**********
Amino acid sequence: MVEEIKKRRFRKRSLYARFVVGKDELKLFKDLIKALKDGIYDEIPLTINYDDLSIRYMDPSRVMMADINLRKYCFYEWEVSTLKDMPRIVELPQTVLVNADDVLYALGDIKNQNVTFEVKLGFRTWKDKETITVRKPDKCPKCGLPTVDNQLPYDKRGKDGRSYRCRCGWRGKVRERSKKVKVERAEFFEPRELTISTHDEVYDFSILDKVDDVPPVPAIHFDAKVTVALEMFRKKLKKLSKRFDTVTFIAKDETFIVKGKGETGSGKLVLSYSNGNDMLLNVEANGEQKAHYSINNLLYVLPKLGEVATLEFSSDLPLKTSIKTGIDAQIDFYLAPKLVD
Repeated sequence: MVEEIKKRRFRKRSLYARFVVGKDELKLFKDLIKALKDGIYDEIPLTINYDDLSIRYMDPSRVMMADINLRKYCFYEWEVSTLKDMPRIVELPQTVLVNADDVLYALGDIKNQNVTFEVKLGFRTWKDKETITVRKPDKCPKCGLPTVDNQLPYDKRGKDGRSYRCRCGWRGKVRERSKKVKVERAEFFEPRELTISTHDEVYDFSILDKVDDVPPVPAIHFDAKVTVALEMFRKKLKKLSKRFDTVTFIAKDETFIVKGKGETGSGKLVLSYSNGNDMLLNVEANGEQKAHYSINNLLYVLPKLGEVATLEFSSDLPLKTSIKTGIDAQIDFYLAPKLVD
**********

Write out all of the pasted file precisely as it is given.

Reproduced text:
Amino acid sequence: MVEEIKKRRFRKRSLYARFVVGKDELKLFKDLIKALKDGIYDEIPLTINYDDLSIRYMDPSRVMMADINLRKYCFYEWEVSTLKDMPRIVELPQTVLVNADDVLYALGDIKNQNVTFEVKLGFRTWKDKETITVRKPDKCPKCGLPTVDNQLPYDKRGKDGRSYRCRCGWRGKVRERSKKVKVERAEFFEPRELTISTHDEVYDFSILDKVDDVPPVPAIHFDAKVTVALEMFRKKLKKLSKRFDTVTFIAKDETFIVKGKGETGSGKLVLSYSNGNDMLLNVEANGEQKAHYSINNLLYVLPKLGEVATLEFSSDLPLKTSIKTGIDAQIDFYLAPKLVD
Repeated sequence: MVEEIKKRRFRKRSLYARFVVGKDELKLFKDLIKALKDGIYDEIPLTINYDDLSIRYMDPSRVMMADINLRKYCFYEWEVSTLKDMPRIVELPQTVLVNADDVLYALGDIKNQNVTFEVKLGFRTWKDKETITVRKPDKCPKCGLPTVDNQLPYDKRGKDGRSYRCRCGWRGKVRERSKKVKVERAEFFEPRELTISTHDEVYDFSILDKVDDVPPVPAIHFDAKVTVALEMFRKKLKKLSKRFDTVTFIAKDETFIVKGKGETGSGKLVLSYSNGNDMLLNVEANGEQKAHYSINNLLYVLPKLGEVATLEFSSDLPLKTSIKTGIDAQIDFYLAPKLVD